Prior attempts to resolve compliance differences between skin and implant do not address the limitations overcome by the present invention. When a stiff material, such as a metal rod, sticks through the skin, a key issue is that forces are concentrated at that stiff material. The skin is pliable and would naturally stretch when pulled. However, the stiff rod prevents this stretching and the shear forces are all applied to the opposite side of the rod, just a few millimeters off the outer circumference. This causes high forces on the skin on that side of the rod. The skin erodes due to the pressures caused by these high shear forces and the wound gets larger as shown in FIG. 8. If the shear forces are always applied from one direction, the wound tends to elongate. If the shear forces are applied in many directions then the entire wound margin suffers and the wound increases in diameter globally. Furthermore, because they are not modular or because they are implanted directly into the skin, the prior art systems are difficult to remove and replace if a serious wound infection occurs or if the implant itself becomes infected.

Negative pressure has become a regularly applied therapy for many types of wounds. Negative pressure is sub-atmospheric pressure, and negative pressure therapy involves the application of sub-atmospheric pressure to a wound environment. Negative pressure therapy can facilitate wound healing through several primary mechanisms, including: (1) macrodeformation—drawing the wound edges together; (2) stabilization of the wound environment; (3) edema reduction and removal of wound exudates; and (4) microdeformation, which is stretch applied at the cellular level that stimulates cell growth. Secondary benefits attributed to negative pressure therapy include increased angiogenesis, enhanced formation of granulation tissue, and a reduction in the microbial bio-burden of the wound. Chronic application of negative pressure to a wound caused by a percutaneous device may prevent or limit the degree of marsupialization that occurs at the skin-implant interface. The prior art additionally fails to adequately address infection that is likely to develop in or around a percutaneous wound. Wound irrigation cannot be performed with conventional wound vacuum systems. The wound vacuum must be removed, the wound manually irrigated, and then the wound vacuum replaced.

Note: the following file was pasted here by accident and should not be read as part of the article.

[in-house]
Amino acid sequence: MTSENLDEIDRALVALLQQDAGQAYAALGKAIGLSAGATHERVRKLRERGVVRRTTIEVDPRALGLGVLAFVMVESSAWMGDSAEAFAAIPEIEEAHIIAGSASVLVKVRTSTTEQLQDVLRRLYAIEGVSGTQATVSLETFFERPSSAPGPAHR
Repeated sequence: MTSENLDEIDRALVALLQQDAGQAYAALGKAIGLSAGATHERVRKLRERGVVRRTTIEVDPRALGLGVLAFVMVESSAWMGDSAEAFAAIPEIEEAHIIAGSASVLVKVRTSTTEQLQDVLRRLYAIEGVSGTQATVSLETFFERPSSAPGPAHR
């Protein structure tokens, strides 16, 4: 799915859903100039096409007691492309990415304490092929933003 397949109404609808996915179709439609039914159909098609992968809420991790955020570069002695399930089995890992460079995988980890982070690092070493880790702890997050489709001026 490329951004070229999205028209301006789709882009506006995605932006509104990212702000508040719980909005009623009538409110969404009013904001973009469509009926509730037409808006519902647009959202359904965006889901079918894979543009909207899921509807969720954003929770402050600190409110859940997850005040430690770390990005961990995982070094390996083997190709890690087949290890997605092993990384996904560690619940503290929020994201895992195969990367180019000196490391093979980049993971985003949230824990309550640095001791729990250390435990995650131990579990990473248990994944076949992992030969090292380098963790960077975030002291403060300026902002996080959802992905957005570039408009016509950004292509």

SUMMARY

The present invention is directed towards an apparatus, herein known as a skin-implant interface device, for a percutaneous implant. According to aspects of the invention, the apparatus integrates the use of an external cap and a compliance gradient in order to improve the treatment and care of a patient. According to other aspects of the invention, the apparatus may further include the use of negative pressure to assist in the prevention of infection in or around the percutaneous wound. According to other aspects of the invention, the apparatus may also include a fluid treatment or air treatment system.

The foregoing and other aspects of the present invention will become apparent from the following detailed description of the invention when considered in conjunction with the accompanying drawings.

BRIEF DESCRIPTION OF THE DRAWINGS

FIG. 1 is a diagram of an embodiment of the invention, showing the external cap attached to the percutaneous implant and in contact with the skin via a compliance gradient, which in this embodiment is made of a layered skin dressing;

FIG. 2 is a three-dimensional view of the embodiment of FIG. 1 showing the layered skin dressing forming a radial compliance gradient between the implant and the surrounding skin;

FIG. 3 is another alternative embodiment of the device in FIG. 1 showing a compliance gradient beneath the external cap;

FIG. 4 is a three-dimensional view of the device in FIG. 3 showing a compliance gradient beneath the external cap;

FIG. 5 is an alternative embodiment of the device in FIG. 1 showing a screen at the skin-implant interface instead of granulated foam;

FIG. 6 shows an alternative embodiment of FIG. 1 wherein a percutaneous implant is mounted to a subcutaneous bone;

FIG. 7 shows a method for irrigating the skin-implant interface;

FIG. 8 shows skin erosion and increased wound size due to pressures caused by high stress forces acting at the skin-implant interface in the prior art; and

Corresponding reference characters indicate corresponding elements among the view of the drawings. The headings used in the figures should not be interpreted to limit the scope of the claims.

DETAILED DESCRIPTION

An embodiment of the present invention is directed to a stress shielding device that improves the treatment of a patient having a percutaneous implant. In one embodiment, the device includes an external cap and a compliance gradient, which together form a stress shield over the wound created by a percutaneous implant. The external cap and the compliance gradient are used to minimize or even prevent differential motion between the implant and surrounding soft tissues, a function referred to herein as “stress shielding.” Stress shielding allows forces acting on the skin at the skin-implant interface to be dissipated over a larger surrounding area instead of being concentrated at the implant site. As forces upon the external cap and the compliance gradient are transferred to the skin, forces acting on the fixed percutaneous device are therefore transmitted to the skin over a greater surface area.